The Netflixes and Facebooks of the world swear by the golden standard of shipping software fast and often: the software factory. We, the admiring public, know this works because we have incorporated their apps into our lifestyles. We have seen first-hand how fast they deployed and how effectively they managed new features, bug fixes, security, and scaling.
The term software factory may have been thrown around once or twice during your mobile application development planning sessions. While much of the industry has turned agile, the transition from a waterfall mindset is still ongoing, and software factory is still a relatively new approach — one that we at Stratpoint, a seasoned software development service provider, recommend.
What is a software factory?
A software factory pertains to the factory approach to application development: rapid, efficient, and automated. It aligns with a true DevOps environment, where software developers collaborate seamlessly with IT operations.
A software factory is more than just a team of developers and testers. They own interrelated assets that they unbox and use for every project, such as the following:
- Recipes. Just like a food factory, a software factory would have automated processes for routine tasks. Developers can perform the tasks with little to no input.
- How-to topics. The procedures and instructions on how tasks will be completed.
- Templates. Ready-to-use application components, code, and features, including placeholders for arguments. Projects are jump started with these.
- Reusable code. Common functionalities across applications that developers reuse to avoid manually coding the entire project.
- Designers. Tools for developers to tackle more complex design hierarchies.
- Factory schema. Documentation of assets used to build and maintain a system, including relationships among them.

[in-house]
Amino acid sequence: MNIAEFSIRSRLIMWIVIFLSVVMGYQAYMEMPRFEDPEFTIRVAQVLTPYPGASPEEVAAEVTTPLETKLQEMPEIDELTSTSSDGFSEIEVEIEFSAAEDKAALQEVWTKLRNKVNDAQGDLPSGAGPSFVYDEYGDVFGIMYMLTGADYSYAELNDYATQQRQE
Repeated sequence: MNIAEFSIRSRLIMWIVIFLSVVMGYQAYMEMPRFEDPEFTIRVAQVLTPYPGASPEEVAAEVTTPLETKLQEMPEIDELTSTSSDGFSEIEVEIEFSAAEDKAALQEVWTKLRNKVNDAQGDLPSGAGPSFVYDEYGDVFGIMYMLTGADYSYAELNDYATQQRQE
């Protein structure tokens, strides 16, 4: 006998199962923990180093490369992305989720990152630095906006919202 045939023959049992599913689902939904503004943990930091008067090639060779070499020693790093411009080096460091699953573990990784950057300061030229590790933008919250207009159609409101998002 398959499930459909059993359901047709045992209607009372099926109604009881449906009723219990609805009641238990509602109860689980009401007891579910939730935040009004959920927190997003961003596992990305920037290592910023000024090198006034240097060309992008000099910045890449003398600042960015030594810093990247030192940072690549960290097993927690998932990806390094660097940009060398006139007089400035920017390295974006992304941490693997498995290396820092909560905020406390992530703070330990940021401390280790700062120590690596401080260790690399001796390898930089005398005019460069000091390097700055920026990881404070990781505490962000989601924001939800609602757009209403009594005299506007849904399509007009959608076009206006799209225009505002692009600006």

- Architecture guidance and patterns. Explains the decisions made in application design and the motivations behind them.
- Reference implementation. An example of a realistic and completed product.
A software factory standardizes, automates, and scales business processes. Just like any production line, a software factory maintains quality standards and volume output metrics, making quality, increment, and supply and demand predictable and more manageable.
Why a software factory?
A software factory can hit the ground running as soon as an idea for an app drops. Gone are the days when every time the business proposes an idea for an application, it would take 6 months to defend and approve the project and source the developers. Then it would take another 6 to 12 months to build software. By the time the software is ready, the market has shifted their attention to another trend. With a software factory having templates, automations, and reusable codes at hand, a brand can respond to customer needs before their competition does.
A factory approach benefits developers too. Because much of the activities are automated, the developers are relieved of the burden of routine tasks that don’t do much for their professional development. Now, the team can learn and pay more attention to delivering business value, design, security, and new technologies, among others. They can acquire new knowledge and skills that they will apply to the next projects, continuously improving output.
For companies that outsource development
For companies that outsource development, they can fully leverage the service provider’s skills, expertise, and experience from past implementations. Accountability becomes clearer as well, with the highly technical responsibilities being addressed by the service provider and with the hiring company having more focus on bringing value to the market.
We can help you start today
If you are interested in starting a software factory practice — or hiring a team — we’ll be happy to be your guide! Stratpoint has been in the business of software development for decades, servicing clients in the Philippines, Asia, and Silicon Valley, so we operate based on best practices we acquired from all over the world. To request a consultation, email us at firstname.lastname@example.org.